Valerian is a tallish plant with clusters of pink or, less commonly, white flowers. A perennial grows to 4-5 feet. Leaves strongly divided, pinnate with lance-shaped leaflets; lower ones toothed. Tiny, pale pink to whitish, tubular flowers, grow in three-forked terminal heads in tight clusters; each flower has a small, inrolled calyx at the base; as the fruits form, calyces become feathery parachutes. Blooms June to July.
Medicinal properties of Valerian may include: Calmative, antispasmodic, nerve tonic, nervine, sedative, anodyne, and carminative, aromatic, emmenagogue.
Valerian can also be tried to help support hypochondria, nervous headaches, irritability, mild spasmodic affections, diarrhea, migraine headaches, croup, hysteria, convulsions, vertigo, nervous cough, delirium, neuralgia, muscle cramps, gas pains, stomach cramps, spasms, palpitations, gas, colic, depression, panic attacks, emotional stress, PMS, menstrual cramps, despondency, insomnia. It is a potential supportive for fevers and colds. Valerian may be useful for expelling phlegm from the throat and chest, it can be tried to expel worms when everything else fails, and may be used for shortness of breath and wheezing. Valerian tea can be tried as an enema for pinworms and tape worms and externally as a wash for sores, wounds, chronic skin problems, and pimples.
Like many botanicals, valerian has a long history. Named the "Herb of the 19th century," is recognized worldwide for the relaxing effect it seems to have on the body. Often, in Europe, it is tried to help support anxiety. Valerian does not taste very good, but it has few unpleasant side effects. For centuries, valerian has been a popular choice by herbalists when trying to help support panic attacks or nervous tension.
The common name of valerian is heal-all, which comes from the Latin word valere, meaning "to be well". It is believed valerian is the spikenard referred to in the Bible as a perfume brought from the East.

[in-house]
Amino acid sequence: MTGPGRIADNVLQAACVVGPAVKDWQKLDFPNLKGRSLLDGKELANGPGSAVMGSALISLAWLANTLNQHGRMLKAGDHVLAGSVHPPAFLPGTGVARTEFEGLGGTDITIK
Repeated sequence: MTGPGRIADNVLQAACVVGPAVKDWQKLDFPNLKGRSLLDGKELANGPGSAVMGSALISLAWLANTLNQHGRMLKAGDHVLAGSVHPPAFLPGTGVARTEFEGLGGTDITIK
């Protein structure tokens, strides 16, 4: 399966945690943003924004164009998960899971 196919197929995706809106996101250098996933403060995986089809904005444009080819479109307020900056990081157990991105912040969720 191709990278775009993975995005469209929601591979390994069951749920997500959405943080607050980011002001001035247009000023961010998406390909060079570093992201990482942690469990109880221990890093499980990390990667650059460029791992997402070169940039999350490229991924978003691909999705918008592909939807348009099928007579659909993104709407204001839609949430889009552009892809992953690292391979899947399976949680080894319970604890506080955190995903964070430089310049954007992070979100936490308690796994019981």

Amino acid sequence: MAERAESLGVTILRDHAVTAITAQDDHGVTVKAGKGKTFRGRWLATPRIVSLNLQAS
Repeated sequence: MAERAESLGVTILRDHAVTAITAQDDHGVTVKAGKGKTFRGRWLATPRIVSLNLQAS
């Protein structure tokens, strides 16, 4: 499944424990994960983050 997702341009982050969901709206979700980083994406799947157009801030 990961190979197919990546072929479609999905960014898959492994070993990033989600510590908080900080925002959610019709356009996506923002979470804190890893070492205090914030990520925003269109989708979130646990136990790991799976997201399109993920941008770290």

Valerian has a distinctive, rather unpleasant smell, and was aptly called phu by the Greek physician Galen. In recent years, it has been well researched, with chemicals called valepotriates developing in valerian extracts. These can be used to support a healthy nervous system.
As a sedative, passion flower is the preferred herb for helping support insomnia and leaves no hangover. As an antispasmodic, it is helpful in central nervous system disorders, asthma (with much spasmodic activity), seizures, and hysteria. It supports nerve pain in complaints like neuralgia and shingles. Passion Flower can be used to help support nervous restlessness, anxiety, insomnia, depression, alcoholism and headaches. Passion Flower's gentle sedative properties produce a relaxing effect, reducing nervous over-activity and panic, and making it a mild and non-addictive herbal tranquilizer. It is an effective calmant and analgesic; its effects are primarily on the nervous system.
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Take 1 capsule, 3 times daily, with meals.
Valerian should not be used for more than 2 to 3 weeks at a time, as it may then be harmful or become addictive. Large doses or extended use may produce symptoms of poisoning. In extremely high doses, it may cause paralysis and a weakening of the heart. Take the tea twice daily, for no more than 2-3 weeks at a time without a break, as continual use or high doses may lead to headaches and palpitations. Do not exceed the recommended dose. Use under medical supervision.
Valerian enhances the action of sleep-inducing drugs, so avoid if taking this type of medication. Do not confuse with the garden plant, red "American" valerian (Centranthus ruber) which has no medicinal properties.
More Photographs - Valerian Extract 0.8% val.ac. and Passion Flower - 450 mg
End of More Photographs - Valerian Extract 0.8% val.ac. and Passion Flower - 450 mg
* These statements have not been evaluated by the Food and Drug Administration (FDA). Products are intended to support general well being and are not intended to treat, diagnose, mitigate, prevent, or cure any condition or disease. If conditions persist, please seek advice from your medical doctor. Information provided at ZooScape.com relies partly on Traditional Uses. The essence of the current American rule on Traditional Uses is, as stated by FTC, "Claims based on historical or traditional use should be substantiated by confirming scientific evidence, or should be presented in such a way that consumers understand that the sole basis for the claim is a history of use of the product for a particular purpose."